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Survival: The “fittest” or the “best fit”?
Despite being predominantly comprised of mortar, stone, and metal, companies are effectively living organisms: taking in nutrients (supplies, intellectual property, utilities) that are processed by enzymes in organs (personnel in departments) and spitting out (by)products, with the ultimate goal of growing larger and proliferating. And like living organisms, all companies will eventually end up dead and defunct. For those of us living year-by-year, the question is simply when and how.
For years, I understood the basic concept of Darwinism to be that in the fight for survival, it is the fittest who will win out. What I didn't really see until recently, however, was that I was working from the wrong definition of "fittest". To me, the "fittest" guy was the one who spent all day at the gym and who had the gift for the gab, allowing him to become the biggest and best. Industry has largely seen things in the same light.
To be a successful company, you had to be the biggest baddest thing on Wall Street. Produce more, faster, better, and cheaper, and you win the race. To accomplish this goal, however, requires eliminating the competition by driving them under or swallowing them whole. The former can be a challenge because they too are fighting to eliminate the competition (you) and the latter often results in indigestion.
For the pharmaceutical industry, this death match-amalgamation attitude in the 1980s and '90s reduced the playing field from dozens of companies fighting for marketspace to a handful of giants. Many of these same giants, however, we now see limping along with serious battle scars or suffering the after-effects of their bloated period as they fought gamely to get back into shape, focusing their efforts inward as opposed to keeping an eye forward.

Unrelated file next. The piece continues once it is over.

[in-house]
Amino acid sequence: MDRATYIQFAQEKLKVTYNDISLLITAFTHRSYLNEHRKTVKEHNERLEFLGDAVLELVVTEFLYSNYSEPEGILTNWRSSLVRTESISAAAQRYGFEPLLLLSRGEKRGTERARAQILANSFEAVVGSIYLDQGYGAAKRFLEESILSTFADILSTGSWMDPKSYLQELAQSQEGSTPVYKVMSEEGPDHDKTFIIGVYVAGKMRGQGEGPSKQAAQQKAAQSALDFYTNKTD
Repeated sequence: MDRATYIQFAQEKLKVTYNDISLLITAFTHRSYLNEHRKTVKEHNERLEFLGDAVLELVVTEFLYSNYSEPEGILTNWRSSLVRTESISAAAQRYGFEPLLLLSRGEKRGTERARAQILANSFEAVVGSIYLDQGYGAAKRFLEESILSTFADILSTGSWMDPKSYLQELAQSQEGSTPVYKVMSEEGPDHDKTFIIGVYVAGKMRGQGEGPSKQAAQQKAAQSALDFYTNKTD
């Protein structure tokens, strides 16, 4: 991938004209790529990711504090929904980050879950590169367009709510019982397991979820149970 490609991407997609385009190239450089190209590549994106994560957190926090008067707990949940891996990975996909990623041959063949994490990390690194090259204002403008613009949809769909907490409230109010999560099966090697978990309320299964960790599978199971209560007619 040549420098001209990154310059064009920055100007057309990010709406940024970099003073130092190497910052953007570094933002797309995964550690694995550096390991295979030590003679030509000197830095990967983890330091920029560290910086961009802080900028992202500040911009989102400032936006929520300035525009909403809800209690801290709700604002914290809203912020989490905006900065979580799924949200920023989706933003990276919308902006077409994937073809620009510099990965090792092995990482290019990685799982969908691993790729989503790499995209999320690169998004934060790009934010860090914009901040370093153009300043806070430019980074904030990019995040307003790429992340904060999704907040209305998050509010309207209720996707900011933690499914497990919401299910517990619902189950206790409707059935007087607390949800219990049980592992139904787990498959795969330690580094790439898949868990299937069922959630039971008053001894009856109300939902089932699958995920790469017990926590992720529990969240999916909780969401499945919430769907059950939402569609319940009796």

With a few exceptions, the current state of the pharmaceutical industry exemplifies where I went wrong in my thoughts on Darwinism. Rather than looking upon muscle and sinew as a sign of fitness, I should have been looking at how well an organism fit within and adapted to changes in its environment.
The arrival of a large comet or meteor 65 million years ago wasn't too good for the dinosaurs, but it proved to be quite a boon to the little mammals scurrying along the ground. It's all in how well you respond to change. By comparison, pharmaceutical companies are faced with constricting pipelines, changing social and regulatory landscapes, and territorial encroachment by generics and biotechs.
Ironically, even technology is working against the bigger companies, as the same advances that allow the big players to achieve benefits of scale and cost-cutting are also allowing the small players to tap into markets that are "too small to be viable". To paraphrase: "Opportunity, opportunity, everywhere, but not a drop to drink."
Seeing the signs ahead, many companies have started to rapidly in-license or acquire technologies and pipeline in the hopes of bolstering their own efforts and staving off elimination for just a little bit longer. Following the tried-and-true (?) methods that got them to their giant status in the first place.
Others, however, seem to be opting for a new plan; something that is vaguely familiar, an echo from yesteryear, when they were trim and eager: adaptation. These companies are looking at their brave new world and looking for new approaches or markets that will allow them not only to survive, but also to flourish even as the behemoths around them lumber along slowly.
Given these diametrically opposed approaches, the next few years should prove an interesting test of economic Darwinism.